[swift-evolution] Strings in Swift 4

Ted F.A. van Gaalen tedvgiosdev at gmail.com
Mon Feb 6 17:03:12 CST 2017

Thanks ..seeing now all this being heavily intertwined with external libs ICU etc.
then yes, too much effort for too little (making fixed width Unicode strings)
Why am i doing this?  Unicode is a wasp nest, how do you survive, Dave ? :o) 

But I do use “random string access" e.g. extracting substrings
with e.g.  let part = str[3..<6]  
with the help of the aforementioned String extension..

arrgh, great, make me a tea...


> On 6 Feb 2017, at 23:25, Dave Abrahams <dabrahams at apple.com> wrote:
> on Mon Feb 06 2017, David Waite <david-AT-alkaline-solutions.com> wrote:
>>> On Feb 6, 2017, at 10:26 AM, Ted F.A. van Gaalen via swift-evolution <swift-evolution at swift.org>
>> wrote:
>>> Hi Dave,
>>> Oops! yes, you’re right!
>>> I did read again more thoroughly about Unicode 
>>> and how Unicode is handled within Swift...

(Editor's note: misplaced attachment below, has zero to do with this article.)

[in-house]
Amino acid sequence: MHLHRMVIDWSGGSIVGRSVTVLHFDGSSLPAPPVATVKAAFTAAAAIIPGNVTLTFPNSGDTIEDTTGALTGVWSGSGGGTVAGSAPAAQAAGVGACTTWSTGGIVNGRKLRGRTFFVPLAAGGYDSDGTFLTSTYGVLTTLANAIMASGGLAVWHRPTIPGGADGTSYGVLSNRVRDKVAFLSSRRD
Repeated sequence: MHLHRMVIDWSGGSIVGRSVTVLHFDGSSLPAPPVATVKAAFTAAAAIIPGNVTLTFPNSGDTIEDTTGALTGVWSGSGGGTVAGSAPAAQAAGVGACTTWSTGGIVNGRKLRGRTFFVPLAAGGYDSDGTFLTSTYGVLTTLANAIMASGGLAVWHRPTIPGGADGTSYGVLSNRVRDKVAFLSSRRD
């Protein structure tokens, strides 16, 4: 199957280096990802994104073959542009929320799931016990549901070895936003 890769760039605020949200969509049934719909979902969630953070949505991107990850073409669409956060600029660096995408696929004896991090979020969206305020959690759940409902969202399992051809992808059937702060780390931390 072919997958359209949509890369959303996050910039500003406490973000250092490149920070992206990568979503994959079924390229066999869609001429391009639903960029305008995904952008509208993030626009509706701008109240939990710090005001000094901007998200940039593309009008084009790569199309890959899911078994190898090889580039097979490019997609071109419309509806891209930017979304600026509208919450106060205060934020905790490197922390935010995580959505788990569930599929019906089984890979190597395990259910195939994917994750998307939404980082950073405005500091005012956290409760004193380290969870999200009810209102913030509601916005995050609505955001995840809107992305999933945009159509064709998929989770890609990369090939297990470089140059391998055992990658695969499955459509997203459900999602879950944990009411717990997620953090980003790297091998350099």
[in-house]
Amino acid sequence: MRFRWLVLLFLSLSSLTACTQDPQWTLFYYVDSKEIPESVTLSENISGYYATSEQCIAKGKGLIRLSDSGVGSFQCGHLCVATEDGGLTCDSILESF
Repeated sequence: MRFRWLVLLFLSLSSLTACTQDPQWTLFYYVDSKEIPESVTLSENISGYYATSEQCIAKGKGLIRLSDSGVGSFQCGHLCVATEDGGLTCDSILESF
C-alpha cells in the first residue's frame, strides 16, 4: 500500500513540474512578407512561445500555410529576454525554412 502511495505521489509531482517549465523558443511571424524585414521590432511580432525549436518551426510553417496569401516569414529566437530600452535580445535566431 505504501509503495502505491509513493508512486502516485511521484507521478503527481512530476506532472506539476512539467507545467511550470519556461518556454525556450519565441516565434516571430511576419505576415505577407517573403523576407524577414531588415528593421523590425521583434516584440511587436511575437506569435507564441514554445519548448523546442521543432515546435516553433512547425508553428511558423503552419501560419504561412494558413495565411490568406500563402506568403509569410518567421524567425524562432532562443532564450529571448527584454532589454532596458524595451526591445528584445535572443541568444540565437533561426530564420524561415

>>> -should have done that before I write something- sorry.  
>>> Nevertheless: 
>>> How about this solution:  (if I am not making other omissions in my thinking again) 
>>> -Store the string as a collection of fixed-width 32 bit UTF-32 characters anyway.
>>> -however, if the Unicode character is a grapheme cluster (2..n Unicode characters),then 
>>> store a pointer to a hidden child string containing the actual grapheme cluster, like so:
>>> 1: [UTF32, UTF32, UTF32, 1pointer,  UTF32, UTF32, 1pointer, UTF32, UTF32]
>>>                                                |                                          |
>>> 2:                               [UTF32, UTF32]                  [UTF32, UTF32, UTF32, ...]
>>> whereby (1) is aString as seen by the programmer.
>>> and (2)  are hidden child strings, each containing a grapheme cluster. 
>> The random access would require a uniform layout, so a pointer and
>> scalar would need to be the same size. The above would work with a 32
>> bit platform with a tagged pointer, but would require a 64-bit slot
>> for pointers on 64-bit systems like macOS and iOS.
> It would also make String not efficiently interoperable with almost any
> other system that processes strings including Foundation and ICU.
>> Today when I need to do random access into a string, I convert it to
>> an Array<Character>. Hardly efficient memory-wise, but efficient
>> enough for random access.
> I'd be willing to bet almost anything that you  never actually need to
> do random access into a String ;-)
> -- 
> -Dave

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